A monster fossil discovery by a Helena area father and son has created an unforgettable learning opportunity for some Montana teens.
Heath and Rodney Caldwell were excited to attend the Carter County Museum Dino Shindig in July. The annual event held in Ekalaka celebrates dinosaurs and provides an opportunity for attendees to learn more about fossil finds in the area.
Heath, a Helena High School senior, has always had a passion for dinosaurs and his father Rodney, a hydrologist for the United States Geological Survey, has always been supportive.
However, there was no way for the Caldwells to know about the leviathan they were going to find while doing some fossil hunting of their own on some federal property.
“One evening we decided to go out and look for some invertebrate fossils like clams and oysters and stuff like that,” said Heath. “While we were walking my dad stumbled upon a few vertebrae just sticking out of the ground. I walked away for a little bit to see what else I could find, but when I got back I noticed there was like 10 feet of vertebrae just laying on the ground and I was like, ‘We got to tell someone about this!’”
“At first we didn’t know what we had,” said Rodney. “All this time spent out there with Heath looking at dinosaur bones for the last several years led to us to say okay this is a marine reptile.”
The Caldwells reached out to Carter County Museum curator Nathan Carroll who got a crew together to begin the long and tedious work of excavating the fossil.
The fossil is believed to be that of a mosasaurus, a 30 to 60 foot marine reptile that lived more than 66 million years ago. However, they won’t know the exact species until more of the fossil can be revealed.
Rodney says it was awesome to see the community from the Dino Shindig and Carter County Museum get so excited about the discovery, with many volunteering their time to help with the excavation.
Heath had the honor of giving the fossil a nickname, to which he chose “Vickie” to honor his mother.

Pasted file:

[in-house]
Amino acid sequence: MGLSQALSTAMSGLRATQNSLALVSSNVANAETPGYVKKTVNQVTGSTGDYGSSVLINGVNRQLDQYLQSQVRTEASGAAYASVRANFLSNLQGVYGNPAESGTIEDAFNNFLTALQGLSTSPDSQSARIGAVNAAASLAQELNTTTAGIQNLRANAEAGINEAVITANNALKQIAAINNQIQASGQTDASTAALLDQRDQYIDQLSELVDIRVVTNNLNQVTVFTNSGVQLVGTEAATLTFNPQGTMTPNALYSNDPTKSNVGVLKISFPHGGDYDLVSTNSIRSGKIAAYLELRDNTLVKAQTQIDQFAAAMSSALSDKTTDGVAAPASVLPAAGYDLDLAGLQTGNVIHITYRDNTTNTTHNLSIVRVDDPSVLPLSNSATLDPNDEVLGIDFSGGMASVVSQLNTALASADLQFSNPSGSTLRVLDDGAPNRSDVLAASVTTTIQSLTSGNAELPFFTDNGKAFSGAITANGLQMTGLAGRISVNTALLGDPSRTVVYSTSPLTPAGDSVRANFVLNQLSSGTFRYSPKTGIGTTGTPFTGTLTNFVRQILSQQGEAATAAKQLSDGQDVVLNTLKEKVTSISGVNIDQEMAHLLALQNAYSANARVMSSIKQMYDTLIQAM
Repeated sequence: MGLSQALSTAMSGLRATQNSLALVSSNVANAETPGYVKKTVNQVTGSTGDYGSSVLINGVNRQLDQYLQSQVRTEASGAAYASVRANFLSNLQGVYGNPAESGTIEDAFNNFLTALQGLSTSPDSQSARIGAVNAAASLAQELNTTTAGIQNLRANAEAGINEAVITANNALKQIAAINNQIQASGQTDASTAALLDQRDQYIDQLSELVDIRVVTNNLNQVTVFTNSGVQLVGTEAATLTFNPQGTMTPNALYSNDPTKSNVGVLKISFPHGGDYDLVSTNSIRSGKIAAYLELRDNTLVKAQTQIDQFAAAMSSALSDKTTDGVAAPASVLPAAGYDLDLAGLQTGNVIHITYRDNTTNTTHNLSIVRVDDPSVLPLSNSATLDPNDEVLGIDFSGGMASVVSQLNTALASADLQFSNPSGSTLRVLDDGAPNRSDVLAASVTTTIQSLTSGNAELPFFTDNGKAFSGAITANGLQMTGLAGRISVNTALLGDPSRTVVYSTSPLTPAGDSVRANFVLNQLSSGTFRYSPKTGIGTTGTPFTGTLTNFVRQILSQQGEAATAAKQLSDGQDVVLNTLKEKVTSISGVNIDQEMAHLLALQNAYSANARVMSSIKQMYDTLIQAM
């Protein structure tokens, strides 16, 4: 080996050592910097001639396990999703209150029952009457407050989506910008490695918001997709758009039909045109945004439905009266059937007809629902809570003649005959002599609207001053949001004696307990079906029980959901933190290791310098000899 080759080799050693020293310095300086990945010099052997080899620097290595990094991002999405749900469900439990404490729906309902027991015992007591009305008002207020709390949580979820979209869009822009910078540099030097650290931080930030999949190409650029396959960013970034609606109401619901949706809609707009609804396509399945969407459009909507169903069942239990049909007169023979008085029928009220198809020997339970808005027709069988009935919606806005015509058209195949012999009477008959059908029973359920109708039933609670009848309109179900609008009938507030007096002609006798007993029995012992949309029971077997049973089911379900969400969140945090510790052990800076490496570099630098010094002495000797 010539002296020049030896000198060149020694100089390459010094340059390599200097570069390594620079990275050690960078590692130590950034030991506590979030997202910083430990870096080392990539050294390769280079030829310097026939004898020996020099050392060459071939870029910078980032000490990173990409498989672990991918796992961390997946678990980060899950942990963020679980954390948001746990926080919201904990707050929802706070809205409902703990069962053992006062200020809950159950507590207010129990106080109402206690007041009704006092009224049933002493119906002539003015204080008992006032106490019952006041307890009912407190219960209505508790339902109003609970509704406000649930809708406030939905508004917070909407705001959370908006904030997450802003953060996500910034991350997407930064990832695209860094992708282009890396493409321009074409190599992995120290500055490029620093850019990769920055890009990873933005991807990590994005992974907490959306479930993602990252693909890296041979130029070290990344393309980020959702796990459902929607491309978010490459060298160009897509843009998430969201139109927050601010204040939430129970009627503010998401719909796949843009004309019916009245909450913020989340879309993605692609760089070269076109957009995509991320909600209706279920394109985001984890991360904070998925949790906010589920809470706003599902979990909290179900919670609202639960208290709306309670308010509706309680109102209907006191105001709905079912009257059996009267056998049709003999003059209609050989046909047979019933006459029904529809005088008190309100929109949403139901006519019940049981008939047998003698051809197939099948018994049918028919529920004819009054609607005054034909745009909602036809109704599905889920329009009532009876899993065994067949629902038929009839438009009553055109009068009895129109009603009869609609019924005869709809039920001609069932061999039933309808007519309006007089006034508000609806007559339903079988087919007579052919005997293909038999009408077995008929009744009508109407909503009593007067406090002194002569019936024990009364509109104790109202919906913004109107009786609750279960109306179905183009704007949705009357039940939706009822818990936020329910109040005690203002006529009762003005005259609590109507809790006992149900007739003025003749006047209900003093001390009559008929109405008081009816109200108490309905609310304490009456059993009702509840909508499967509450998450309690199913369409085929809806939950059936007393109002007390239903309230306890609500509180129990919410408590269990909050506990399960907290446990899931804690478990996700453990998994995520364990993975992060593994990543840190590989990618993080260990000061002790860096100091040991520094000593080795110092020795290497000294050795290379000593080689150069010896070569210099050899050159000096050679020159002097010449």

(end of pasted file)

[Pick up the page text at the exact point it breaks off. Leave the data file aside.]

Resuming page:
“I thought if it’s a terrifying animal and the apex predator in the ocean at that time, I thought naming it after my mom Vickie,” said Heath. “I thought that was such a fitting name for such a scary animal.”
“She approved,” added Rodney.
Heath also happens to be a junior counselor at the Montana Learning Center (MLC) for their Dinosaur Camp which was scheduled to happen a couple weeks after they discovered “Vickie.”
MLC had already been planning a camp out to the area since last year, the mosasaurus find was serendipitous.
“We were going to search for dinosaur fossils anyway, but one thing led to another. The Caldwells made the discoveries, the Carter County Museum got the permit, and we started digging the day we got there,” said MLC Executive Director Ryan Hannahoe.
The teen campers spent three days helping researchers excavate the fossil find and learning first hand all that paleontologists do.
Hannahoe says while the mosasaurus fossil is amazing all on its own, the best part is that it provided an opportunity for the campers to contribute to the field of paleontology.
“This is a huge opportunity because the kids can contribute to real meaningful, publishable science,” said Hannahoe.
While in Ekalaka, the campers also created an exhibit for the Carter County Museum with all of their finds. Each fossil on display is credited with the name of the MLC camper that found it.
By the end of the camp at least 70 articulated vertebrae spanning 28 feet, with multiple pelvic elements and flipper bones of “Vickie” had been unearthed. Because it was found on federal land, the fossil belongs to the people of the United States, and will be displayed at the Carter County Museum.
In addition to working on “Vickie,” campers also discovered ammonites (extinct marine mollusks closely related to octopuses and squid) and vertebrae and gastroliths from a plesiosaur.
It will still be a long time before all of “Vickie” is fully uncovered, but even then it most likely won’t be the last discovery by the Caldwells. Heath plans on attending Montana State University for paleontology, and helping discover and excavate a fossil the size of a school bus is bound to help him get accepted into the program.